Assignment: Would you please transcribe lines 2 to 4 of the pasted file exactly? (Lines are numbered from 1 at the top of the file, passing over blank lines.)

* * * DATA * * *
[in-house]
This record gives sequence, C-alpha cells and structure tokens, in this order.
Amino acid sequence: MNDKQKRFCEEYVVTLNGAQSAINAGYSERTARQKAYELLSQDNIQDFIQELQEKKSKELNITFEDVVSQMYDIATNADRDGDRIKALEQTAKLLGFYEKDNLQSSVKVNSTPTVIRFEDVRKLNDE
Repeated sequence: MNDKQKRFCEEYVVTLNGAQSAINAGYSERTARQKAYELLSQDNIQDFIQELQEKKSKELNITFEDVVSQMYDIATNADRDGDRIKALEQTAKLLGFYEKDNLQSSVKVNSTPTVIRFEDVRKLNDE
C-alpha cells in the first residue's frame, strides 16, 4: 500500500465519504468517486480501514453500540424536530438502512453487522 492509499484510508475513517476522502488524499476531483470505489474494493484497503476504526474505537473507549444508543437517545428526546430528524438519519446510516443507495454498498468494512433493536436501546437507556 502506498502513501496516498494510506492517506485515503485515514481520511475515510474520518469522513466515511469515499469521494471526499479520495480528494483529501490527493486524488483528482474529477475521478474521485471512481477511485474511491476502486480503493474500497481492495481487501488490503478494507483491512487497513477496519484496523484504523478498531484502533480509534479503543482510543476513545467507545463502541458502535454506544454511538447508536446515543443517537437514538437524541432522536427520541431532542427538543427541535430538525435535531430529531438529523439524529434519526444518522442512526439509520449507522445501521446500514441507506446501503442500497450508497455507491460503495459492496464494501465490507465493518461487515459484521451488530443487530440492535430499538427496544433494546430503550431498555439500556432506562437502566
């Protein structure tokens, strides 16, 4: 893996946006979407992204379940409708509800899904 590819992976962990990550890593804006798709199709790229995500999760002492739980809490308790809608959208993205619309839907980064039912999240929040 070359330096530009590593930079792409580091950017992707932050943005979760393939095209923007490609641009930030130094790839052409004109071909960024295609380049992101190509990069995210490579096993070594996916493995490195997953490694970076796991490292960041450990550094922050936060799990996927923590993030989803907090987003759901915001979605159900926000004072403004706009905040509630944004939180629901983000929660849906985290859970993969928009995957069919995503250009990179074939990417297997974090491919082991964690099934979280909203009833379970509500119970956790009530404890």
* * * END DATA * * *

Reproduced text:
This record gives sequence, C-alpha cells and structure tokens, in this order.
Amino acid sequence: MNDKQKRFCEEYVVTLNGAQSAINAGYSERTARQKAYELLSQDNIQDFIQELQEKKSKELNITFEDVVSQMYDIATNADRDGDRIKALEQTAKLLGFYEKDNLQSSVKVNSTPTVIRFEDVRKLNDE
Repeated sequence: MNDKQKRFCEEYVVTLNGAQSAINAGYSERTARQKAYELLSQDNIQDFIQELQEKKSKELNITFEDVVSQMYDIATNADRDGDRIKALEQTAKLLGFYEKDNLQSSVKVNSTPTVIRFEDVRKLNDE